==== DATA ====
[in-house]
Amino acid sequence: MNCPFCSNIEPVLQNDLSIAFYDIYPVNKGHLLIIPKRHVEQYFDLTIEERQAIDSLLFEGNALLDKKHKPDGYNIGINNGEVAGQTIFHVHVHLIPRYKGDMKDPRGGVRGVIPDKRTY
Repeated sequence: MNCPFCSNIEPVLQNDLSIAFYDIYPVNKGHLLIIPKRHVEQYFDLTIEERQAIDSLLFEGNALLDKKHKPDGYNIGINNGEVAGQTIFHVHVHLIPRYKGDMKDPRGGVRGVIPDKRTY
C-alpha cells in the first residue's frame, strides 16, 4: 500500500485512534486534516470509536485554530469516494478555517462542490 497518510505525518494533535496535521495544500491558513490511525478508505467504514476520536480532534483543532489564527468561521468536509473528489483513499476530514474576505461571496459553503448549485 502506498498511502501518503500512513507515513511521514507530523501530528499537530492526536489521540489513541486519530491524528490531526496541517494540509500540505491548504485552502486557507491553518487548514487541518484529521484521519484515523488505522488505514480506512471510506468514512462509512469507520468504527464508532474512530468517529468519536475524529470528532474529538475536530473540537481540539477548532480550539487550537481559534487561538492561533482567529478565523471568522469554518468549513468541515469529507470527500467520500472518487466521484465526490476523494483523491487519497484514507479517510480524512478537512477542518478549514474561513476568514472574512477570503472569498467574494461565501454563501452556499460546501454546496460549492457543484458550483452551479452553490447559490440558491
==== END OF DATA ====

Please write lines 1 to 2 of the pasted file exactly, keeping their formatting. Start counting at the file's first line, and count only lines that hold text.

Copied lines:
[in-house]
Amino acid sequence: MNCPFCSNIEPVLQNDLSIAFYDIYPVNKGHLLIIPKRHVEQYFDLTIEERQAIDSLLFEGNALLDKKHKPDGYNIGINNGEVAGQTIFHVHVHLIPRYKGDMKDPRGGVRGVIPDKRTY